New Weapons in the War on Pollution: China’s Environmental Protection Law Amendments

Alliance President, Barbara Finamore

Alliance President, Barbara Finamore

View from NRDC Beijing office window March 26 2014

View from NRDC Beijing office window March 26, 2014

Alliance President, Barbara Finamore, recently wrote on China’s new Environmental Protection Law Amendments and how its a big game changer for the country.

Barbara highlights how the new amendments to China’s bedrock environmental law puts powerful new tools into the hands of environmental officials and the public, providing a strong legal foundation to the “war on pollution” declared last month by Premier Li Keqiang.

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Chinese lawmakers worried over Energy Efficiency and Emissions


Coal Energy Plant in China

Last week Senior Chinese lawmakers expressed concerns over the country’s low energy efficiency and high emissions, as a recent report suggested that China is lagging behind its energy conservation and emission reduction targets.

Members of the Standing Committee of the National People’s Congress (NPC) held panel discussions last Wednesday afternoon on a report drafted by the State Council, China’s cabinet.

China has targets for emission cuts and energy saving in its 12th Five-Year Plan (2011-2015), under which energy consumption per unit of GDP should decrease by 16 percent and carbon dioxide emissions should drop by 17 percent by 2015 from the levels of 2010.

By 2013, energy consumption and carbon dioxide emissions per unit of GDP have dropped by 9.03 percent and 10.68 percent respectively from 2010 levels, but the country is still facing “a grim situation” in order to meet its 2015 targets, the report said.

“China is facing considerable challenges in its energy conservation and emission reduction initiatives,” said Miao Xuegang, a deputy to the NPC and head of the environmental protection department of Anhui Province.

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Webinar Series:
“Selling American Energy Efficiency Products and Services in China”

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June 4 

The series is organized by the U.S. Department of Commerce (U.S. Commercial Service), in collaboration with the China-U.S. Energy Efficiency Alliance and the U.S.-China Cleantech Center. Click here to visit the webinar webpage.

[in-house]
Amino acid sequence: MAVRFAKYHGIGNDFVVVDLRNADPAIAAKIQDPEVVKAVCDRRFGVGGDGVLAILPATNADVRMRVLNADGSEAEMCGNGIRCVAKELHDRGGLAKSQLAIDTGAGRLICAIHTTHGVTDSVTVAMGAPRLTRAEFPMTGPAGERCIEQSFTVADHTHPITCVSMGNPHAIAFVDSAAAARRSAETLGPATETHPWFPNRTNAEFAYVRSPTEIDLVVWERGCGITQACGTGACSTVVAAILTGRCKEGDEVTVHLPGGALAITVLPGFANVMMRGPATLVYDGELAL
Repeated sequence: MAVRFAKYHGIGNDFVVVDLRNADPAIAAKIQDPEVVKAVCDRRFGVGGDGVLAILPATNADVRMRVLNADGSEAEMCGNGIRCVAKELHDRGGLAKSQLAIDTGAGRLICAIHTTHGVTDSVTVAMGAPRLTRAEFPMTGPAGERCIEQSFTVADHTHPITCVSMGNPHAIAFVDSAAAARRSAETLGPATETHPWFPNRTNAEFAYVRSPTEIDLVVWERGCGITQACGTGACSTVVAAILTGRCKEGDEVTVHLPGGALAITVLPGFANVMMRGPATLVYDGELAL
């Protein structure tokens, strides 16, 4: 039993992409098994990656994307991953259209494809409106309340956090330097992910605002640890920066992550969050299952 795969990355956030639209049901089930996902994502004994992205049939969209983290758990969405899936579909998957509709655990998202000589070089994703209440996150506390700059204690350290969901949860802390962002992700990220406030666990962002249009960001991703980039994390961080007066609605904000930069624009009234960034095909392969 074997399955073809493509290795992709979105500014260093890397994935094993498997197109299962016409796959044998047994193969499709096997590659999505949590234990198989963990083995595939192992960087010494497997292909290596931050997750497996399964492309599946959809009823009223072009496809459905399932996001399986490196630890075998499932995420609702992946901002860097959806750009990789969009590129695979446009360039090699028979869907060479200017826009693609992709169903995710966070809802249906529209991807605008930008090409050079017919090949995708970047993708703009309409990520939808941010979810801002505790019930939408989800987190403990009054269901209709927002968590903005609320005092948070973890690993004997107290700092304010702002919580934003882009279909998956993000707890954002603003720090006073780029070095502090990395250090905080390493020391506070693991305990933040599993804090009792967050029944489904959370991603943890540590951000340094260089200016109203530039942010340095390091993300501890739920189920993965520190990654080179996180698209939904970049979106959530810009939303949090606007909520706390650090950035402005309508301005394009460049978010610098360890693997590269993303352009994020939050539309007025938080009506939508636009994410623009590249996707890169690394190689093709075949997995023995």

Cost: $45 per webinar. Click here to visit the registration page

(Discounts for Alliance Partners).

Webinar log-on information will be sent to registered participants 1 week before each webinar.

Webinar schedule:

  • Webinar #3: How to execute a successful China strategy: Building and maintaining partnerships 
    • Weds. June 4th - 5pm PDT /8pm EDT (Beijing Time: Thurs, June 5th - 8am)

Moderator: Elizabeth Turner-Fox, iCET
Speaker: Nand Ramchandani, OSIsoft LLC
Speaker: Jay Sparling, Honeywell

  • Webinar #1 (completed)Are there real opportunities for EE companies in China? Assessing recent developments in China’s energy efficiency market
    •   Tues. April 8th - 5pm PDT/8pm EDT (Beijing Time: Weds, April 9th - 8am)

Moderator/Speaker: Elizabeth Shieh, Commercial Officer, US Embassy, Beijing
Speaker: Helena Fu, US-China Energy Cooperation Program, US Dept. of Energy
Speaker: Ben Foster, Senior VP, Optony

  • Webinar #2 (completed): IP and other business risks in China’s ee market. How to develop a strategic plan for my company: Assessing company readiness for China and managing potential risks
    •   Weds. April 30th - 5pm PDT/8pm EDT (Beijing Time: Thurs., May 1st - 8am)

Moderator: Terry Fry, Senior Vice President, Nexant
Speaker: James Chapman, Bingham
Speaker: Benjamin Bai, Allen & Overy

There will also be a 4th webinar on energy efficiency finance this summer. Stay tuned!

For more details, please contact us:; (t) 415-951-8975

Lung cancer cases linked to air quality in China

lung cancer chartA type of lung cancer reported to be increasing in Beijing has been linked to worsening air quality, with an expert warning that the potential health impact could be much greater than the SARS epidemic in 2003.

“The proportion of lung adenocarcinoma cases is increasing,” said Wang Ning, deputy director of the Beijing Office for Cancer Prevention and Control, adding that there has been a drop in the proportion of squamous cell lung cancer cases in the capital.

Adenocarcinoma of the lung is a common histological form of lung cancer that contains certain distinct malignant tissue, while the other type is a form of non-small-cell lung cancer. Medical experts believe that smoking is more likely to cause squamous cell lung cancer, while exposure to air pollution, such as exhaust gases and secondhand smoking, is more likely to cause adenocarcinoma of the lung, Wang said.

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China Exceeds U.S. on Energy-Efficiency Spending for First Time!

Residential buildings stand in the Fangshan district of Beijing, China. Photo credit:  Tomohiro Ohsumi/Bloomberg

Residential buildings stand in the Fangshan district of Beijing, China. Photo credit: Tomohiro Ohsumi/Bloomberg

It has just been announced that China spent more on energy efficiency than the U.S. for the first time, accounting for almost a third of the world’s total with $4.3 billion invested. According to data released yesterday by Bloomberg New Energy Finance,  global spending on energy efficiency rose almost 5 percent to $14.9 billion while North American investment declined as much as 33 percent to $3.6 billion.

Read more here: China Exceeds U.S. on Energy-Efficiency Spending for First Time